News – “The Bros Who Disrupted the Sandwich”

eater.comStop me when this sounds scary familiar: A historic boomtown becomes ground zero for a feverish technological revolution that promises to transform life as we know it. Shaggy-haired software developers suit up in blazers and T-shirts to preach the gospel of e-commerce. Venture capitalists mingle with hackers and erstwhile cyberpunks atrooftop launch parties lousy with designer drugs and exotic animals. Rents climb, evictions soar, and locals mourn for the city’s soul, consumed by 20-something carpetbaggers lured out west because “the dot-com version of Dutch tulip-mania offers better odds of instant wealth than making partner at Merrill Lynch.”Netscape is public. America is Online. It is the age of irrational exuberance. It is San Francisco in the mid-1990s.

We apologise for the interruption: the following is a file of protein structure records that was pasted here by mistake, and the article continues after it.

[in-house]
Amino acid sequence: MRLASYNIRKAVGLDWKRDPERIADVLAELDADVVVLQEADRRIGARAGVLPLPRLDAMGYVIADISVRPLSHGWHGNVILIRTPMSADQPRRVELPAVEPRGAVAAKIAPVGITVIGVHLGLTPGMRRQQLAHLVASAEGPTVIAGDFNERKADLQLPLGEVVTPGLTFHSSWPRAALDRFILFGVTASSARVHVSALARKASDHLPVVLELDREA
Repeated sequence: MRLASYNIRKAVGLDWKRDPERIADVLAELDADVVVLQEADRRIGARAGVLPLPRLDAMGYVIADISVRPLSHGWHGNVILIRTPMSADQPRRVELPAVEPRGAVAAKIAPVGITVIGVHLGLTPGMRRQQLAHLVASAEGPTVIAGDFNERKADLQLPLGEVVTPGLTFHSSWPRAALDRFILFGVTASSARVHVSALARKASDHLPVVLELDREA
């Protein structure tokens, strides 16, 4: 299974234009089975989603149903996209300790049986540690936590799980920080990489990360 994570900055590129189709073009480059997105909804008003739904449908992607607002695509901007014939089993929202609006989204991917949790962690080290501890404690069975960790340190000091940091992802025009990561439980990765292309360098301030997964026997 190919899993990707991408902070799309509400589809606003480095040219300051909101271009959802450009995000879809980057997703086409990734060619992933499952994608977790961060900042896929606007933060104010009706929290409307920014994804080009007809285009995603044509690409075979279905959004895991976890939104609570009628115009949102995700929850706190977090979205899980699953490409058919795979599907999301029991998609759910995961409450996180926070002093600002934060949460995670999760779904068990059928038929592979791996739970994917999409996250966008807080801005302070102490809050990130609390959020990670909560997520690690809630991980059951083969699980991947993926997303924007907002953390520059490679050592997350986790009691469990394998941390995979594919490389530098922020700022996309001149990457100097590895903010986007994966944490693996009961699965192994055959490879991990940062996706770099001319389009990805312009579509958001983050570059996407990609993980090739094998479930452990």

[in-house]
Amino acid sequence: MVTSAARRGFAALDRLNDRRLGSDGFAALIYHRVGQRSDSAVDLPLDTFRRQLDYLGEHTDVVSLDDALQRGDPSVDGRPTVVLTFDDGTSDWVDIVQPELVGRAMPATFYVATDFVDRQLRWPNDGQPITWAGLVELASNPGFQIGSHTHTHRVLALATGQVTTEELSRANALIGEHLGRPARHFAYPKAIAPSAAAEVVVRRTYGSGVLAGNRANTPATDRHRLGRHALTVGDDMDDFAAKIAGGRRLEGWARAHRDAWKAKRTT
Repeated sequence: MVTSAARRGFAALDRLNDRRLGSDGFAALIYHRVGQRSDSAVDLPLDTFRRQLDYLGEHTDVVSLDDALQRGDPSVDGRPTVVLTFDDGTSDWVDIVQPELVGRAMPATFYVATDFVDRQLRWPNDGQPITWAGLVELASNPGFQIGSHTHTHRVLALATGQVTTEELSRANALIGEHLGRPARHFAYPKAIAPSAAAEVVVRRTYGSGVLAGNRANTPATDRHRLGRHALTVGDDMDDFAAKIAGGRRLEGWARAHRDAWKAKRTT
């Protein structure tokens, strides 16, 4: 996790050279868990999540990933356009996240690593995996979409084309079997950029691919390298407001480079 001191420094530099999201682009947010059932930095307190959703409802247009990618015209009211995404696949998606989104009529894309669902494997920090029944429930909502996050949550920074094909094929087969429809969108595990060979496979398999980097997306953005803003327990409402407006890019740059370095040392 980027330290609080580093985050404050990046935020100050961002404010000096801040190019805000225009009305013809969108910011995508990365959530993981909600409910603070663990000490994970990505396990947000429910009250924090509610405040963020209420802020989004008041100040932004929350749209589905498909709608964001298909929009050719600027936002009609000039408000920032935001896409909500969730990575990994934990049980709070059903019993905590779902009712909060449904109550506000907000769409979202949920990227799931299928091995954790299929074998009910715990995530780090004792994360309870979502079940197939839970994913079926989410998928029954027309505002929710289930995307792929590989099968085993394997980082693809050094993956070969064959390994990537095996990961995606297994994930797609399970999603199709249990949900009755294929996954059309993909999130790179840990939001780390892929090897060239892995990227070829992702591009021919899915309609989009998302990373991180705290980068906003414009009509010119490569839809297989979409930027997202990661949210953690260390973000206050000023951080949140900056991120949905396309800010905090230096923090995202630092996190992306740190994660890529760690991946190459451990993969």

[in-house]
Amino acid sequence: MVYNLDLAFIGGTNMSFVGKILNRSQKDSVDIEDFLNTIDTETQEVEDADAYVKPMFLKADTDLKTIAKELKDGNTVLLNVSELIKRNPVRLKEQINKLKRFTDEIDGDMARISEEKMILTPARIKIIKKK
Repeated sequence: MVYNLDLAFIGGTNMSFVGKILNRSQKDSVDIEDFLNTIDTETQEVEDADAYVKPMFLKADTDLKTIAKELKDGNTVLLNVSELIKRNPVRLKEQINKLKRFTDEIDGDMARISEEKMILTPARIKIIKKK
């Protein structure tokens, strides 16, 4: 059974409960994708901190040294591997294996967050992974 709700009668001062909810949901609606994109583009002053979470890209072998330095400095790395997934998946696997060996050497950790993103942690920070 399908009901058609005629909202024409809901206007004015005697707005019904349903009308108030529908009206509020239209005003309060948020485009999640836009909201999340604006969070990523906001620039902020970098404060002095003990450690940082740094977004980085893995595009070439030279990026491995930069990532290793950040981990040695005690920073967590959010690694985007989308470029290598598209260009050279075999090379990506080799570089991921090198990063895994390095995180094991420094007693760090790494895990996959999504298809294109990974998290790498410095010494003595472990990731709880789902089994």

The energy of the World Wide Web and the dot-coms permeated nearly every aspect of pop culture: It could be seen on Friends and Party of Five, heard in the punk-pop bass lines of Green Day’s Dookie, and tasted in Frappuccinos, sun-dried tomatoes, and ginseng-boosted smoothies. But if there was one food that captured the buoyancy of the new economy, an edible icon of the bright and delicious future promised in the ’90s, it was the wrap — the flashy generation X lovechild of the burrito and the designer sandwich, the vibrant torpedo of a new culinary order. Wraps converted a guileless nation of white-bread sandwich eaters into insatiable consumers of Thai chicken, Peking duck, baba ghanoush, and wasabi. “If a burrito is an airplane, then a wrap is the space shuttle!” contemporary cookbooks proclaimed. “In a wrap, anything goes.” Even cottage cheese. Even sloppy joes.


Very dope read! As a wrap enthusiast this was definitely interesting

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